Where Is God?
WAR in Vietnam. There soldiers and civilians die alike. The religious people pray for help. But where is God?
In Iran floods kill forty-two. Epidemics strike densely populated areas of the Congo, and thousands suffer and die. The religious people cry to heaven for mercy and help. Doctors respond in great numbers. Emergency agencies rush in aid. But where is God?
Two world wars have scarred this generation. Jews have been massacred by the millions. Christian witnesses of Jehovah have suffered in concentration camps and died. Crime is on the increase. Morals have broken down. These deplorable conditions prompt many to ask: If God is, then where is he?
Just because some claim that God is nonexistent, that does not make it so. We must look in the right places for things, even for God. Not having found Him does not alter the fact that God lives, that he is! It may be that many people have been looking in the wrong places for him.
People down through the ages have been accustomed to picture their gods as having the same needs as humans. This is because their gods were of their own invention, based solely upon an imaginary foundation. So the Chinese built joss houses in which they housed their gods; the Arabians constructed mosques; the Japanese designed shrines and the people of Christendom built churches. But do they find God in these structures?
The Christian apostle Paul quite frankly told the Athenians that “the God that made the world and all the things in it, being, as this One is, Lord of heaven and earth, does not dwell in handmade temples.”—Acts 17:24, 25.
Think about those inspired words: We are not going to find God in handmade cathedrals, temples, churches, shrines or in other physical edifices of worship. The Great Creator of the universe is not to be confined to lifeless human structures, no matter how lavish they may be. King Solomon, at the time of the dedication of the temple he had built in Jerusalem, prayed: “Will God truly dwell upon the earth? Look! The heavens, yes, the heaven of the heavens, themselves cannot contain you; how much less, then, this house that I have built!” (1 Ki. 8:27) Solomon wisely recognized the relationship of God to earth and buildings.
Moreover, has it not become apparent that many religious institutions today have turned away from the Bible and have become increasingly worldly, even centers for promoting social or political issues? How can God be found by going to these places?
Some religious leaders today in these institutions deny the very existence of God. A modern Jewish rabbi, a leader of a synagogue, quite boldly admits he is an atheist. Is this man capable of leading his parishioners to the true God? Are those who go to his place of worship going to find God? Hardly.
And many religious leaders, among them Protestants and Catholics, deny the Bible to be the inspired Word of God. Some clergymen, bishops and other prelates make light of the Bible account of Adam and Eve, discredit the Scriptural record of the Flood, scoff at the “virgin birth” of Jesus Christ, his resurrection from the dead, and so on ad infinitum. How can these men inspire faith or even point to God when, by their own admission, they themselves have no faith in God or his Word?—Jas. 3:11, 12.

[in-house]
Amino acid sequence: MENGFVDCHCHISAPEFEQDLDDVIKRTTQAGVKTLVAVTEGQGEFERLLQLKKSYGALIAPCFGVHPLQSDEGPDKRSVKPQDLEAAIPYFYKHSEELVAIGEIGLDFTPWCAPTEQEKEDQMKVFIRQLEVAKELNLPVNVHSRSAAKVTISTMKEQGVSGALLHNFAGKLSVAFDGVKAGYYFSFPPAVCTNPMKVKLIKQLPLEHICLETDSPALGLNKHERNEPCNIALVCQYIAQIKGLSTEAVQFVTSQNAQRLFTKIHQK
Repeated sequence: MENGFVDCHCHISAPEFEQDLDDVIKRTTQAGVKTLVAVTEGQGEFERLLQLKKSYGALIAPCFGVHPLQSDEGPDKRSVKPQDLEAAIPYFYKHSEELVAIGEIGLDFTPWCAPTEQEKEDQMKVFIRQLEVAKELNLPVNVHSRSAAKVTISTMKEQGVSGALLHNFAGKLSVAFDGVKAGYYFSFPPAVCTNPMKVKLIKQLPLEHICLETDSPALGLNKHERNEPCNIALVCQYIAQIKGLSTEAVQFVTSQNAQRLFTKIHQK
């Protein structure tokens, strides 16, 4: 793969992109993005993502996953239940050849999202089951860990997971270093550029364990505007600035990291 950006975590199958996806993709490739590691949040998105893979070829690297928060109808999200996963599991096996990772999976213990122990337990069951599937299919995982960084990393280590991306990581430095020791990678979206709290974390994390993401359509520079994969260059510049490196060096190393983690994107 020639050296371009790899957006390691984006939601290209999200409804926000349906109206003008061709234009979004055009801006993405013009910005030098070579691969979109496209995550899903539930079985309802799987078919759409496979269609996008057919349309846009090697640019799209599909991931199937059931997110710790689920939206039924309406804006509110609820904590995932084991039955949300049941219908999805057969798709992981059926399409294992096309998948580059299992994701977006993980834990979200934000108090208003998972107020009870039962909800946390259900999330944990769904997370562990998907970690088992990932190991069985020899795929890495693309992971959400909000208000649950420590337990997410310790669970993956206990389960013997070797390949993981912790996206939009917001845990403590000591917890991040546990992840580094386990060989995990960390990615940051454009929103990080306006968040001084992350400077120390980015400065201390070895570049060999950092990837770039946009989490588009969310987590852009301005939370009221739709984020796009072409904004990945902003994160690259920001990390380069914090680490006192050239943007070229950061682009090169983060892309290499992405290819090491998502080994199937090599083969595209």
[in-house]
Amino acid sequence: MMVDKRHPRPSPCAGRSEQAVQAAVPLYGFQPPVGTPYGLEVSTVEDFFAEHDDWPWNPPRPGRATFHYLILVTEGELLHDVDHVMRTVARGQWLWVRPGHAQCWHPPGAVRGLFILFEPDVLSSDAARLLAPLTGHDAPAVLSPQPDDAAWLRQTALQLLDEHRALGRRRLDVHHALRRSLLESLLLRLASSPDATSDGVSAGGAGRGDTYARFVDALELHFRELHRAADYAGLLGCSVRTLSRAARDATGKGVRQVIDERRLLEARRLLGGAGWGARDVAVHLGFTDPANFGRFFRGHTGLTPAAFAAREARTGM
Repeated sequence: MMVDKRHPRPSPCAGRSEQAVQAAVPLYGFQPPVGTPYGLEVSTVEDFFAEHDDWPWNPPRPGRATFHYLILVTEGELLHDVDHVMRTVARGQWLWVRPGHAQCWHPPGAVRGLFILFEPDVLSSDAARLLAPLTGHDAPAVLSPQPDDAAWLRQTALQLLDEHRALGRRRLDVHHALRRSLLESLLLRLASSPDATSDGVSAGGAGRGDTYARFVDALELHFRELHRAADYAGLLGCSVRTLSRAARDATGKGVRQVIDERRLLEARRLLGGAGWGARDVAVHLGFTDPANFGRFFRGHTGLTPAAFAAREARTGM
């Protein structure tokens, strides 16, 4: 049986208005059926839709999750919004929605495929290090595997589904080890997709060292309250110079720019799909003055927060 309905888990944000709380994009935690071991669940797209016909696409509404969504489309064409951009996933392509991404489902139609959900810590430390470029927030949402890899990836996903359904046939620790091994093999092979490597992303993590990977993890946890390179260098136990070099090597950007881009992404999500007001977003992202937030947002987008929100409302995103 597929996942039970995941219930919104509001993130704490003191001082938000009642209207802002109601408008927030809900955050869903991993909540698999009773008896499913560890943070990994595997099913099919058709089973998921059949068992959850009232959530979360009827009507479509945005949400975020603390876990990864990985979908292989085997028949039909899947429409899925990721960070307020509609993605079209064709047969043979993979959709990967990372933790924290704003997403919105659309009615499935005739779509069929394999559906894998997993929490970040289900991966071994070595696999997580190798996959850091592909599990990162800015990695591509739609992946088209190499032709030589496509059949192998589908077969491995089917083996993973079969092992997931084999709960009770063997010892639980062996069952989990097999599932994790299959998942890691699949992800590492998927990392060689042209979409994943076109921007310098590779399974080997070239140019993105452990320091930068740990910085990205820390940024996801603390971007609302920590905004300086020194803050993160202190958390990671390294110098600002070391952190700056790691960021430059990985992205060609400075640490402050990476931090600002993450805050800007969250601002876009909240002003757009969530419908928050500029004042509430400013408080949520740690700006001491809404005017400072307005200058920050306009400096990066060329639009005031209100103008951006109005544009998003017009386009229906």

GOD LIVES AND IS NEAR!
Nevertheless, the apostle Paul refreshingly assures us that God lives, that “he himself gives to all persons life and breath and all things” and that “he is not far off from each one of us.” (Acts 17:25, 27) Yes, God lives, as his prophet stated: “Are you not from long ago, O Jehovah? O my God, my Holy One, you do not die.” (Hab. 1:12) How unreasonable it would be to accept God’s sun, rain and the air we breathe and then say he does not exist or is dead! Instead, we should do as Jesus Christ said: “Prove yourselves sons of your Father who is in the heavens, since he makes his sun rise . . . and makes it rain.” (Matt. 5:45) And not only has the true God given us sun, rain, life and breath, but he has given us all things. Jehovah the Creator lives and is not far off.
But where is he? Jesus Christ said he is “in the heavens.” So God’s dwelling place is in heaven: “The heavens are my throne.” (Matt. 6:9; Isa. 66:1) Solomon stated that God is above the earth, that the heaven of heavens themselves cannot contain Him. How, then, can he be “not far off from each one of us,” as the apostle said?
God is near because knowledge about him can be obtained near at hand, in his Word, the Holy Bible, the Only Book through which we can come to know him, with everlasting life in view. There we learn why the earth is filled with woe, why even God’s servants are persecuted, and when it will end.—John 17:3.
God is near because God dwells with his people on earth. Not that he dwells personally in people. How could he, if the heaven of the heavens cannot contain him? But by means of his holy spirit or invisible active force, God motivates them to a living hope and to a course that is pleasing to him. He sustains them when they undergo trial. The apostle Paul reveals this fact, in these words: “Do you not know that you people are God’s temple, and that the spirit of God dwells in you?” (1 Cor. 3:16) “For we are a temple of a living God; just as God said: ‘I shall reside among them and walk among them, and I shall be their God, and they will be my people.’”—2 Cor. 6:16.
So, it can be said that the dwelling place of God in earth is also with his anointed people, people who have his spirit and bring forth the fruitage of his spirit, which “is love, joy, peace, long-suffering, kindness, goodness, faith, mildness, self-control.”—Gal. 5:22, 23.
So if anyone is interested in knowing where God is, the first thing to do is to determine who God’s people are. There, in their lives, in their work, in their conduct, you will find the spirit of God at work. There you will find God.